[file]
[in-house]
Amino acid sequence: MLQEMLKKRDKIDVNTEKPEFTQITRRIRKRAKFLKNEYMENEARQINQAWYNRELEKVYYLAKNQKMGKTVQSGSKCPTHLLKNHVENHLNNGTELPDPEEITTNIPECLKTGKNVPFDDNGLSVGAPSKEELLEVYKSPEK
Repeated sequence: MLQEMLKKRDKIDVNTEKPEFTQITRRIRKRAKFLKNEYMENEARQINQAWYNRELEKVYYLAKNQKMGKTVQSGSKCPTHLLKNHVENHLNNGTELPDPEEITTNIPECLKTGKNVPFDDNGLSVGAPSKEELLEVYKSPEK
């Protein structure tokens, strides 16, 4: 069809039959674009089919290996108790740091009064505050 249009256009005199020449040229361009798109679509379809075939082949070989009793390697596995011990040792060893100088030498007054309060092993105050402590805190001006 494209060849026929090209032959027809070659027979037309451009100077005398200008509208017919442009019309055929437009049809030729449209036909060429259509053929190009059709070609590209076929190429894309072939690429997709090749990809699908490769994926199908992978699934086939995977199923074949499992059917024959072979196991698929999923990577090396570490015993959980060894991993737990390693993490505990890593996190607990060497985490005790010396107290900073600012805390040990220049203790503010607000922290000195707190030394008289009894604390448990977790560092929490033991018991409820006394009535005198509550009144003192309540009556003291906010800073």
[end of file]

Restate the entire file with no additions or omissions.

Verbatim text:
[in-house]
Amino acid sequence: MLQEMLKKRDKIDVNTEKPEFTQITRRIRKRAKFLKNEYMENEARQINQAWYNRELEKVYYLAKNQKMGKTVQSGSKCPTHLLKNHVENHLNNGTELPDPEEITTNIPECLKTGKNVPFDDNGLSVGAPSKEELLEVYKSPEK
Repeated sequence: MLQEMLKKRDKIDVNTEKPEFTQITRRIRKRAKFLKNEYMENEARQINQAWYNRELEKVYYLAKNQKMGKTVQSGSKCPTHLLKNHVENHLNNGTELPDPEEITTNIPECLKTGKNVPFDDNGLSVGAPSKEELLEVYKSPEK
């Protein structure tokens, strides 16, 4: 069809039959674009089919290996108790740091009064505050 249009256009005199020449040229361009798109679509379809075939082949070989009793390697596995011990040792060893100088030498007054309060092993105050402590805190001006 494209060849026929090209032959027809070659027979037309451009100077005398200008509208017919442009019309055929437009049809030729449209036909060429259509053929190009059709070609590209076929190429894309072939690429997709090749990809699908490769994926199908992978699934086939995977199923074949499992059917024959072979196991698929999923990577090396570490015993959980060894991993737990390693993490505990890593996190607990060497985490005790010396107290900073600012805390040990220049203790503010607000922290000195707190030394008289009894604390448990977790560092929490033991018991409820006394009535005198509550009144003192309540009556003291906010800073």